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Microfluidic Device Monitoring of Waterborne Pathogens in Model Water Distribution Systems

Published by the American Society of Agricultural and Biological Engineers, St. Joseph, Michigan www.asabe.org

Citation:  2007 ASAE Annual Meeting  077114.(doi:10.13031/2013.22879)
Authors:   Jeong-Yeol Yoon, Jin-Hee Han, Christopher Y Choi, Brian Heinze, Lonnie J Lucas
Keywords:   Microfluidic device, lab-on-a-chip, E coli, latex immunoagglutination, particle immunoassay, microspheres, optical fiber, light scattering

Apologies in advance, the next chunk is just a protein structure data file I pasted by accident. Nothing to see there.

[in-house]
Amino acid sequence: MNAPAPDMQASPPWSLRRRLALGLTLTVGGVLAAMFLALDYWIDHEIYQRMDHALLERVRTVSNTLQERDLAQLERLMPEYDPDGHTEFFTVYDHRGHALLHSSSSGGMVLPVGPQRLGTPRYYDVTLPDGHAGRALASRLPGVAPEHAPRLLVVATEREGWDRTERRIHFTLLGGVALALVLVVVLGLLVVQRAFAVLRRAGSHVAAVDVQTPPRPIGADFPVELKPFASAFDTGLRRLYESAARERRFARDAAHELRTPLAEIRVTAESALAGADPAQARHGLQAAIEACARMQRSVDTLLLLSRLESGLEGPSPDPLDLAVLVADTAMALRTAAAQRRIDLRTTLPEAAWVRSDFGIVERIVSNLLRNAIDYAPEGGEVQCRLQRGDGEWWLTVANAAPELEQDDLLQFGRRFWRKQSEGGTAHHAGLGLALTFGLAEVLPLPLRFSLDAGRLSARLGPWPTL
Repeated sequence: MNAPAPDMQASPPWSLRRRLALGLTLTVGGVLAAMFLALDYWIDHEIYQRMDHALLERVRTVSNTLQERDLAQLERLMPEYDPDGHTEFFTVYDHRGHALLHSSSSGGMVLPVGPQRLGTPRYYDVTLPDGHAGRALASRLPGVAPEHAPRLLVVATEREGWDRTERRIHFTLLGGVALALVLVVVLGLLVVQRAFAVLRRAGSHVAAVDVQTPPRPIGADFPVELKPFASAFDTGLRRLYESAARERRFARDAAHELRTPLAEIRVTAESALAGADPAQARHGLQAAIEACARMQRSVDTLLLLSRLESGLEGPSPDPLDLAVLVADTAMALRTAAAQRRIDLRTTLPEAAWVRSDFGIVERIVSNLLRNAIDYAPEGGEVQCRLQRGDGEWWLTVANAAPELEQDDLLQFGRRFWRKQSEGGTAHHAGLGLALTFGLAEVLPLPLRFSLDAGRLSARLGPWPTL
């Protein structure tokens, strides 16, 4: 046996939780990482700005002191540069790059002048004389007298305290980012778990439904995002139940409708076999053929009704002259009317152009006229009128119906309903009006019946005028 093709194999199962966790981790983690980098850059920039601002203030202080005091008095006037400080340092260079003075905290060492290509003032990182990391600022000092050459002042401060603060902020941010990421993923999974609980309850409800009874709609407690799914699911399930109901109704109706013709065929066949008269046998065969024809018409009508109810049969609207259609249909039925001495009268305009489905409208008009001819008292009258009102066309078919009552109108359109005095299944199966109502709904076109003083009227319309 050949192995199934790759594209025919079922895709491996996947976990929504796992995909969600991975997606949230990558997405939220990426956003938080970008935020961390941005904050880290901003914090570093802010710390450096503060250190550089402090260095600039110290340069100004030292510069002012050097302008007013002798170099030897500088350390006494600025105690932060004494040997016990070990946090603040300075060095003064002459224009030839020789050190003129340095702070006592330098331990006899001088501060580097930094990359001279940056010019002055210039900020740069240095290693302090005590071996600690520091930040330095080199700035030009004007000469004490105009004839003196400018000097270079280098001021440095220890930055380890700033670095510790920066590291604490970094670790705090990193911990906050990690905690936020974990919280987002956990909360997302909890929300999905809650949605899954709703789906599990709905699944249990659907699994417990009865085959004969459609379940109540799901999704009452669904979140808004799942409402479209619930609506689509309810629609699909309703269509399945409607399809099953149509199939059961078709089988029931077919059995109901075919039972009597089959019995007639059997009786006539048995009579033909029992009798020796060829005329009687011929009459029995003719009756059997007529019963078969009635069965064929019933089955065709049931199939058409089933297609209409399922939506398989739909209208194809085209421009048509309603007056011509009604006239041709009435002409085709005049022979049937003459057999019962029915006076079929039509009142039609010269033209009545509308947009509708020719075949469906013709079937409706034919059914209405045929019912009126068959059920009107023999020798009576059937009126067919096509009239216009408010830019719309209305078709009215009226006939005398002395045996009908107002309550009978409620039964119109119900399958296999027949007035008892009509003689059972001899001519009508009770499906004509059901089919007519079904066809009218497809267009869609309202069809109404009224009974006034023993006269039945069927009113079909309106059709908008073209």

Microfluidic device detections of E. coli K12 in deionized (DI) water and E. coli in field water sample were demonstrated through static light scattering of latex immunoagglutination using proximity optical fibers. This method is a fully-automated, one-step detection, and requires neither sample pre-treatment nor cell culturing often required in many on-chip detections. We have used highly carboxylated polystyrene submicron latex particles without surfactants to enhance diffusional mixing and prevent non-specific bindings towards successful demonstration of latex immunoagglutination in microfluidic device. Detection of E. coli was performed by taking microscopic images from the view cell of a microfluidic device and counting the fractions of non-agglutinated and agglutinated particles. The limit of detection (LOD) was ca. 150 CFU ml-1 with this method for both E. coli K12 in DI water and E. coli in field water sample, indicating no non-specific bindings. Improved LOD of ca. 5 CFU ml-1 was achieved by measuring forward static light scattering from microfluidic device, using proximity optical fibers and a USB-powered miniature spectrometer. The total assay time for sample preparation (mostly dilutions) and on-chip assay (mostly injections and short incubation time) was < 10 min. Devices made out of polydimethylsiloxane (PDMS) were reusable up to 4 times, while those made out of polyethylene glycol (PEG) showed improved reusability of up to 20 times.

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